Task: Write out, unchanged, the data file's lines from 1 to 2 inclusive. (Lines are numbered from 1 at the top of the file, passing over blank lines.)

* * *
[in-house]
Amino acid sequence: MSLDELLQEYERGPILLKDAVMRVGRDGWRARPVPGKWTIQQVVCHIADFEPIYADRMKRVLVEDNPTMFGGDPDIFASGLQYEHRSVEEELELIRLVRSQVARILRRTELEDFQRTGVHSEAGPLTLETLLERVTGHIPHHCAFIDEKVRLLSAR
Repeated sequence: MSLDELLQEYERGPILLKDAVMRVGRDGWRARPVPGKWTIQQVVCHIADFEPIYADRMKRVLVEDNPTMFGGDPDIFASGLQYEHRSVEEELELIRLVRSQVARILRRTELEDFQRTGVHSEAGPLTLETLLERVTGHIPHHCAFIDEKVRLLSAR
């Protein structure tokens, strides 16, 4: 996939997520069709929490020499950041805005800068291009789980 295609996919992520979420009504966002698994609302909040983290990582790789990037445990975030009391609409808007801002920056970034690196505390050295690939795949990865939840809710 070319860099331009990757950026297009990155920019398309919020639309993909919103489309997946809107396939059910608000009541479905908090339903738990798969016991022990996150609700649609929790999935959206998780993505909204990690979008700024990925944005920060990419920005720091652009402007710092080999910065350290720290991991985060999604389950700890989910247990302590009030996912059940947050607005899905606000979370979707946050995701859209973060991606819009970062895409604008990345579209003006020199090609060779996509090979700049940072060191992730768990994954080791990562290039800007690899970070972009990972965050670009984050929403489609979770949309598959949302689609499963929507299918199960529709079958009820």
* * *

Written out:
[in-house]
Amino acid sequence: MSLDELLQEYERGPILLKDAVMRVGRDGWRARPVPGKWTIQQVVCHIADFEPIYADRMKRVLVEDNPTMFGGDPDIFASGLQYEHRSVEEELELIRLVRSQVARILRRTELEDFQRTGVHSEAGPLTLETLLERVTGHIPHHCAFIDEKVRLLSAR